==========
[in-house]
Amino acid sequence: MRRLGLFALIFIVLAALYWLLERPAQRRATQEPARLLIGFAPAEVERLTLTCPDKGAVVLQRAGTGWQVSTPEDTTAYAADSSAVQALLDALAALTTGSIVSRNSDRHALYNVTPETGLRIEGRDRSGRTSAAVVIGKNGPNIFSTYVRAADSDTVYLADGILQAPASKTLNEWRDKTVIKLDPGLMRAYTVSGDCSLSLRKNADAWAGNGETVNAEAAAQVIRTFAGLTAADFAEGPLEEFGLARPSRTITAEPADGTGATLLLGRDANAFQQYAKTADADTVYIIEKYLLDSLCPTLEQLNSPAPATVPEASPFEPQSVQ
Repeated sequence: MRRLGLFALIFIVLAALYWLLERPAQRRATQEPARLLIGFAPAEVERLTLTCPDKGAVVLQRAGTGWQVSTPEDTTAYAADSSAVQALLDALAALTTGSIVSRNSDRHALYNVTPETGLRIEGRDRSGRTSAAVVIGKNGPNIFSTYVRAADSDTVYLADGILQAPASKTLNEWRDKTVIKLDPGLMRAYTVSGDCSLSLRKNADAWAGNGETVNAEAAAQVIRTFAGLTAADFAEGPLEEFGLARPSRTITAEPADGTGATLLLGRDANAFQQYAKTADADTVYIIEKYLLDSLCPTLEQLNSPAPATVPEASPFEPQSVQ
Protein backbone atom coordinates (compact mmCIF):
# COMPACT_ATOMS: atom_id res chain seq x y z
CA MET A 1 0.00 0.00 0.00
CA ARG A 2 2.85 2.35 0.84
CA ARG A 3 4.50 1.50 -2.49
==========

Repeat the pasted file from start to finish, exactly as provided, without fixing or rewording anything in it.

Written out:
[in-house]
Amino acid sequence: MRRLGLFALIFIVLAALYWLLERPAQRRATQEPARLLIGFAPAEVERLTLTCPDKGAVVLQRAGTGWQVSTPEDTTAYAADSSAVQALLDALAALTTGSIVSRNSDRHALYNVTPETGLRIEGRDRSGRTSAAVVIGKNGPNIFSTYVRAADSDTVYLADGILQAPASKTLNEWRDKTVIKLDPGLMRAYTVSGDCSLSLRKNADAWAGNGETVNAEAAAQVIRTFAGLTAADFAEGPLEEFGLARPSRTITAEPADGTGATLLLGRDANAFQQYAKTADADTVYIIEKYLLDSLCPTLEQLNSPAPATVPEASPFEPQSVQ
Repeated sequence: MRRLGLFALIFIVLAALYWLLERPAQRRATQEPARLLIGFAPAEVERLTLTCPDKGAVVLQRAGTGWQVSTPEDTTAYAADSSAVQALLDALAALTTGSIVSRNSDRHALYNVTPETGLRIEGRDRSGRTSAAVVIGKNGPNIFSTYVRAADSDTVYLADGILQAPASKTLNEWRDKTVIKLDPGLMRAYTVSGDCSLSLRKNADAWAGNGETVNAEAAAQVIRTFAGLTAADFAEGPLEEFGLARPSRTITAEPADGTGATLLLGRDANAFQQYAKTADADTVYIIEKYLLDSLCPTLEQLNSPAPATVPEASPFEPQSVQ
Protein backbone atom coordinates (compact mmCIF):
# COMPACT_ATOMS: atom_id res chain seq x y z
CA MET A 1 0.00 0.00 0.00
CA ARG A 2 2.85 2.35 0.84
CA ARG A 3 4.50 1.50 -2.49